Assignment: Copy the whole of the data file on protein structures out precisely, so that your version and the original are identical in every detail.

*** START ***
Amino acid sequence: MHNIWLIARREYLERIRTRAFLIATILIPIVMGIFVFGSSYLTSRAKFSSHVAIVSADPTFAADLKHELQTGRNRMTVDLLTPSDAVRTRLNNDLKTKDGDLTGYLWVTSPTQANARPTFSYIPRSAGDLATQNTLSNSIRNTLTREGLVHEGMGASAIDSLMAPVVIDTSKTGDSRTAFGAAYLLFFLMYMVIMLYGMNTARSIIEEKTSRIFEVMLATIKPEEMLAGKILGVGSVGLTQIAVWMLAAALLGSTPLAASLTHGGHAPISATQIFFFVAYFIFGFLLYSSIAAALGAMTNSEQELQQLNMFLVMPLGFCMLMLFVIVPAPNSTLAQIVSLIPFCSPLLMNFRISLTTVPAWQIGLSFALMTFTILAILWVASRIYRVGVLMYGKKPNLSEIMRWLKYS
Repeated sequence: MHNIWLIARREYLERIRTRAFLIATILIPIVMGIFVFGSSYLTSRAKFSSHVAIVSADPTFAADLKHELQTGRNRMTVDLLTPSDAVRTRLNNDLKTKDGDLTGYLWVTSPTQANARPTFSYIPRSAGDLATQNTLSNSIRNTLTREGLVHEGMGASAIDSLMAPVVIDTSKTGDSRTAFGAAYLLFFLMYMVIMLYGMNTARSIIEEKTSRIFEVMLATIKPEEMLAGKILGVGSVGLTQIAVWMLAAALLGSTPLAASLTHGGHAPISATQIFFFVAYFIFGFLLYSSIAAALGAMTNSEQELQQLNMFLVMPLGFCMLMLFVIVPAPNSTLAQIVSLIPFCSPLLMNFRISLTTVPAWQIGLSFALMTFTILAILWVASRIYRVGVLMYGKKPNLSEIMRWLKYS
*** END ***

Amino acid sequence: MHNIWLIARREYLERIRTRAFLIATILIPIVMGIFVFGSSYLTSRAKFSSHVAIVSADPTFAADLKHELQTGRNRMTVDLLTPSDAVRTRLNNDLKTKDGDLTGYLWVTSPTQANARPTFSYIPRSAGDLATQNTLSNSIRNTLTREGLVHEGMGASAIDSLMAPVVIDTSKTGDSRTAFGAAYLLFFLMYMVIMLYGMNTARSIIEEKTSRIFEVMLATIKPEEMLAGKILGVGSVGLTQIAVWMLAAALLGSTPLAASLTHGGHAPISATQIFFFVAYFIFGFLLYSSIAAALGAMTNSEQELQQLNMFLVMPLGFCMLMLFVIVPAPNSTLAQIVSLIPFCSPLLMNFRISLTTVPAWQIGLSFALMTFTILAILWVASRIYRVGVLMYGKKPNLSEIMRWLKYS
Repeated sequence: MHNIWLIARREYLERIRTRAFLIATILIPIVMGIFVFGSSYLTSRAKFSSHVAIVSADPTFAADLKHELQTGRNRMTVDLLTPSDAVRTRLNNDLKTKDGDLTGYLWVTSPTQANARPTFSYIPRSAGDLATQNTLSNSIRNTLTREGLVHEGMGASAIDSLMAPVVIDTSKTGDSRTAFGAAYLLFFLMYMVIMLYGMNTARSIIEEKTSRIFEVMLATIKPEEMLAGKILGVGSVGLTQIAVWMLAAALLGSTPLAASLTHGGHAPISATQIFFFVAYFIFGFLLYSSIAAALGAMTNSEQELQQLNMFLVMPLGFCMLMLFVIVPAPNSTLAQIVSLIPFCSPLLMNFRISLTTVPAWQIGLSFALMTFTILAILWVASRIYRVGVLMYGKKPNLSEIMRWLKYS